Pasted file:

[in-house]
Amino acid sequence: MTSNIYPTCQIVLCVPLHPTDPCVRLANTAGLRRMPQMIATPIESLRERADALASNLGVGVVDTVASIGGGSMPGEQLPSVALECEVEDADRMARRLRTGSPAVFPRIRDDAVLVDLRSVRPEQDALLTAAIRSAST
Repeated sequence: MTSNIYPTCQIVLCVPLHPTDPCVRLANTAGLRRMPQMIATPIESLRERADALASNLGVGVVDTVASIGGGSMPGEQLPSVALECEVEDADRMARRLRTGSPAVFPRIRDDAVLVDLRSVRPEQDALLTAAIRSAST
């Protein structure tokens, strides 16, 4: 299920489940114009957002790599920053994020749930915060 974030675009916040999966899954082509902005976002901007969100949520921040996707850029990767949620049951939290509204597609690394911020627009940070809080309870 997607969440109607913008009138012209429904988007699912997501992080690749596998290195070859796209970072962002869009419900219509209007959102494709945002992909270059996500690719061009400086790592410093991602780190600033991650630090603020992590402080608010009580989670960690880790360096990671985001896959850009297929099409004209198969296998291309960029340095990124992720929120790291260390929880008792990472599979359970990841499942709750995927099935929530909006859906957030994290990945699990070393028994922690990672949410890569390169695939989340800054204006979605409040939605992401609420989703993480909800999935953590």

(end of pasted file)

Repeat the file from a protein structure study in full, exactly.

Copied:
[in-house]
Amino acid sequence: MTSNIYPTCQIVLCVPLHPTDPCVRLANTAGLRRMPQMIATPIESLRERADALASNLGVGVVDTVASIGGGSMPGEQLPSVALECEVEDADRMARRLRTGSPAVFPRIRDDAVLVDLRSVRPEQDALLTAAIRSAST
Repeated sequence: MTSNIYPTCQIVLCVPLHPTDPCVRLANTAGLRRMPQMIATPIESLRERADALASNLGVGVVDTVASIGGGSMPGEQLPSVALECEVEDADRMARRLRTGSPAVFPRIRDDAVLVDLRSVRPEQDALLTAAIRSAST
């Protein structure tokens, strides 16, 4: 299920489940114009957002790599920053994020749930915060 974030675009916040999966899954082509902005976002901007969100949520921040996707850029990767949620049951939290509204597609690394911020627009940070809080309870 997607969440109607913008009138012209429904988007699912997501992080690749596998290195070859796209970072962002869009419900219509209007959102494709945002992909270059996500690719061009400086790592410093991602780190600033991650630090603020992590402080608010009580989670960690880790360096990671985001896959850009297929099409004209198969296998291309960029340095990124992720929120790291260390929880008792990472599979359970990841499942709750995927099935929530909006859906957030994290990945699990070393028994922690990672949410890569390169695939989340800054204006979605409040939605992401609420989703993480909800999935953590």